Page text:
Whenever I finish a talk, I can always guarantee that at least one person in the audience will raise their hand and say ‘That’s fine, but do you know how to hypnotise animals?’


Just kidding. Actually, no one has ever asked me that, but I came across a great section in Ormond McGill’s wonderful 1947 book, ‘The Encyclopedia Of Genuine Stage Hypnotism’ about how to place any animal in a trance, and thought that I would share it with you.

orm21McGill was a great guy. Born in 1913, he worked under the stage name of ‘Dr Zomb’ and pioneered many of the techniques used by modern-day hypnotists. Eventually becoming known as ‘The Dean of American Hypnotism’, McGill lectured right up until a few days before his death in 2005.

Anyway, back to the book. The vast majority of it describes some really great material on human hypnosis, but I found the few pages on animal work especially fascinating.

McGill describes how various animals can be positioned to ensure that they become motionless and thus appear hypnotized.

First, frogs or lizards. Here it is apparently just a case of flipping the unsuspecting reptiles onto their backs and carefully laying them on a table.

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Next up are lobsters. This time you have to stand them on their heads, using their claws as supports.

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Finally, we come to chickens. Here readers are advised to catch the bird by the neck, place it on its front on a table, and rest its head on the table. After that, draw a two-foot long chalk line along the table, directly out from its beak.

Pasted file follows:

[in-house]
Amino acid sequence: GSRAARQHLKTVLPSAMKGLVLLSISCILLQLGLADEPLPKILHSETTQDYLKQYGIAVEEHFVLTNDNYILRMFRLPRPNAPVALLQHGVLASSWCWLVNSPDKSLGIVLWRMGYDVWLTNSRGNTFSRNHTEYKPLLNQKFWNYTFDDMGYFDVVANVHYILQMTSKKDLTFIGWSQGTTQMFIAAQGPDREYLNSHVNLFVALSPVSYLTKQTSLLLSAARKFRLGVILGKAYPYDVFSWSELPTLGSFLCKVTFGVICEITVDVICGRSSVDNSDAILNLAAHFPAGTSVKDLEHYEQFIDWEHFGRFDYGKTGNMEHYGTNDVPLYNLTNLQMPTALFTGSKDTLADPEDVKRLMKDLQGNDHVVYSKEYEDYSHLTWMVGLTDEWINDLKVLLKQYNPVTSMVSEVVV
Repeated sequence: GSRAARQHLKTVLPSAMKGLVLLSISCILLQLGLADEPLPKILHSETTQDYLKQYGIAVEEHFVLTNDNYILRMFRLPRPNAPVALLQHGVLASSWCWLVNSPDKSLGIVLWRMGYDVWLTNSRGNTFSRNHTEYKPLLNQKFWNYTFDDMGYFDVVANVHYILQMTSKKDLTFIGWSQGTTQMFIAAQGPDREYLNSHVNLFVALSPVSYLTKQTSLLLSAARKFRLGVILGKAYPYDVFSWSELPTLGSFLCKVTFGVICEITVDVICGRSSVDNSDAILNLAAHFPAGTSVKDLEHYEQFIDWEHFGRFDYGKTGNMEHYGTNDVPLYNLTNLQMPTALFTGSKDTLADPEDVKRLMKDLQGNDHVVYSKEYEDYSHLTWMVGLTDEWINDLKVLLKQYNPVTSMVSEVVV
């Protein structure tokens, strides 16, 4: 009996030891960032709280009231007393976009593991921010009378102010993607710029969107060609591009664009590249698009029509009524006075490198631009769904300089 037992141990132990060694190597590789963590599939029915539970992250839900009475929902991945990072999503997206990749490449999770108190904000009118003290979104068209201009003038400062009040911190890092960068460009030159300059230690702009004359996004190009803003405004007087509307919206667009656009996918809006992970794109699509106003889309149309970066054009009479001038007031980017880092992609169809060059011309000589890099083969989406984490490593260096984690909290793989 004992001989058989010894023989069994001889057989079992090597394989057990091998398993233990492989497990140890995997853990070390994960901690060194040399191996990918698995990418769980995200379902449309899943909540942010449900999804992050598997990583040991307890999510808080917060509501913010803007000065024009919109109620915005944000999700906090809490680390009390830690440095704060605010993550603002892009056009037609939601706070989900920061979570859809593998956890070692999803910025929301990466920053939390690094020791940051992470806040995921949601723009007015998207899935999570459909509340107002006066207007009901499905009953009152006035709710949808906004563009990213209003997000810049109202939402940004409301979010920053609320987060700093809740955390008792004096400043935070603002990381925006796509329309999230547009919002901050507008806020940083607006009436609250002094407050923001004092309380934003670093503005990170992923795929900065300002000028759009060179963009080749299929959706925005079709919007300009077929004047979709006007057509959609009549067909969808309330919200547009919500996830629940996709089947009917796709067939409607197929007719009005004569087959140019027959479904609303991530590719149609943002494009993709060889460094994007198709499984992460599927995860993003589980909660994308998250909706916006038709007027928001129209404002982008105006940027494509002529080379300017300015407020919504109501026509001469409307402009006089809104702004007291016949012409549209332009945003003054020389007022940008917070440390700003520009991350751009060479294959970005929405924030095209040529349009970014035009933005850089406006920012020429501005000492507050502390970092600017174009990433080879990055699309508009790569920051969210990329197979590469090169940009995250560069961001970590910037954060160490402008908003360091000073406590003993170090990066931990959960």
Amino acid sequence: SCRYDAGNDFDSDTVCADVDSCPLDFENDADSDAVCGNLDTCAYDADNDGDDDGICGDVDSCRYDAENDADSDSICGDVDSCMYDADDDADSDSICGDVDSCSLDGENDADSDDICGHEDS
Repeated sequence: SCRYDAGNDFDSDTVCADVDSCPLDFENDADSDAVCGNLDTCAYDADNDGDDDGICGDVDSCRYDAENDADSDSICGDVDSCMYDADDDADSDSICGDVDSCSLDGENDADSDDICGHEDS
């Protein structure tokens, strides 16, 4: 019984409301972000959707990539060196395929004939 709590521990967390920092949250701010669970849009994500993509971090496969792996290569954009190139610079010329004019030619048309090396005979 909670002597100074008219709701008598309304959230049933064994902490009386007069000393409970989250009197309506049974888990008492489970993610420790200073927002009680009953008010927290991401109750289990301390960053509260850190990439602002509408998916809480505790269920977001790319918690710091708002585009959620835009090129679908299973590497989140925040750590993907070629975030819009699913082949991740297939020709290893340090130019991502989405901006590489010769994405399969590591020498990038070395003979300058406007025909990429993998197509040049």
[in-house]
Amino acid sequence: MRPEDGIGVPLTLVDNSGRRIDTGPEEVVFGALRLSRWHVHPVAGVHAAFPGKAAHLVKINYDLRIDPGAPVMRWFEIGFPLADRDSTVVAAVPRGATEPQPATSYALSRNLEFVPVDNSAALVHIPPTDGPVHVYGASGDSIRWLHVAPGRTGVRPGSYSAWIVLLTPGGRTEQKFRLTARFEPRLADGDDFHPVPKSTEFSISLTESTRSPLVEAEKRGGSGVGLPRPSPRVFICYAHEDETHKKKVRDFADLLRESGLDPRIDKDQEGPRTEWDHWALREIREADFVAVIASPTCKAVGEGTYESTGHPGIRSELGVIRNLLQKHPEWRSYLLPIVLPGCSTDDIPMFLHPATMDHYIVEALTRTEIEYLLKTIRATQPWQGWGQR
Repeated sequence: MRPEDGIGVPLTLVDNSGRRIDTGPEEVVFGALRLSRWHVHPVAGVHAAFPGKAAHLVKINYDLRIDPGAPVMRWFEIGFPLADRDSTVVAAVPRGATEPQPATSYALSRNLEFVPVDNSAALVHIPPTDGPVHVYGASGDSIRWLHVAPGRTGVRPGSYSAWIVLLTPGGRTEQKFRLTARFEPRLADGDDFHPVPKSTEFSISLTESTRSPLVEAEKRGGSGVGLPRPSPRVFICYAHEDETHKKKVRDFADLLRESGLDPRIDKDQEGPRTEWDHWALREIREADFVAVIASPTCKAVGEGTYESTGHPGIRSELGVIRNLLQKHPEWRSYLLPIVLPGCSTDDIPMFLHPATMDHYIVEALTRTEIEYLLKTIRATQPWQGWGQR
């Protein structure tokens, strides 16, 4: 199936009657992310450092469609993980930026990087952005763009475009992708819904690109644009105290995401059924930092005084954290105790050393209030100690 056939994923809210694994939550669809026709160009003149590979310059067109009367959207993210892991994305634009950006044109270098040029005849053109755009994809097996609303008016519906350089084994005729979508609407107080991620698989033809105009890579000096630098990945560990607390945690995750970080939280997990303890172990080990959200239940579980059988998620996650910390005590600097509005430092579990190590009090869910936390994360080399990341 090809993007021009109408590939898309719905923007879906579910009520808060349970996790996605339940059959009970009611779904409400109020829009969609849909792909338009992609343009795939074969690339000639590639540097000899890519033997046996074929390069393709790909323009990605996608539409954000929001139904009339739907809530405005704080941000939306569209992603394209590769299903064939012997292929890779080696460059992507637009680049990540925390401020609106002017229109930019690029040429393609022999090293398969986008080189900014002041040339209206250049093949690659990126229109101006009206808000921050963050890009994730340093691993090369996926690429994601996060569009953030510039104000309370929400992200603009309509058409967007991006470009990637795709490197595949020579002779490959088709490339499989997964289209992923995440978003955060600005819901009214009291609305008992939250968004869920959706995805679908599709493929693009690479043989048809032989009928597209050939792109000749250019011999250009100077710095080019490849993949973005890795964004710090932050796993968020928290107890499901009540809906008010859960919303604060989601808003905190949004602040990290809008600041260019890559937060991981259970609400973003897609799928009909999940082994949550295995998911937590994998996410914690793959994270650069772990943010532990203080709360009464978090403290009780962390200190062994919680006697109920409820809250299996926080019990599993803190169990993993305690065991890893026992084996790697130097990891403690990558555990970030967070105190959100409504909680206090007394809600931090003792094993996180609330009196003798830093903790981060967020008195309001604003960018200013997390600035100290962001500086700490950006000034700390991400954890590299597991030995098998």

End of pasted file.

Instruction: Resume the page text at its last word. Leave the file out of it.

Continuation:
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Apparently whilst in trance, the animals can be made to eat an onion, wear X-ray glasses, and perform a striptease (I made this bit up). To awaken the animals from their hypnotic state, simple dislodge the frog, invert the lobster, and push the chicken’s head away from the chalk line.

So, next time you are at a party and spot a lobster or lizard across the room, you are all set up for some fun and games.

So does this stuff really work, or was McGill straying into the realms of fantasy?

9 comments

  1. When I was little and caught frogs in my pond at home I found that if I turned them upside down then they wouldn’t move and I could look at them properly
    (PS. I did always safely return them to the pond afterwards)

  2. Profesional shearers can keep even fractious rams from kicking and protesting by specific positioning that enables them to be moved as the fleece is taken off without fighting.

  3. As children growing up on a farm in Northern Ireland, my brothers and I would catch my aunts chickens and leave rows of them looking down lines a plie of buiding sand. We would then spend the rest of the day ensuring she didn’t catch us.

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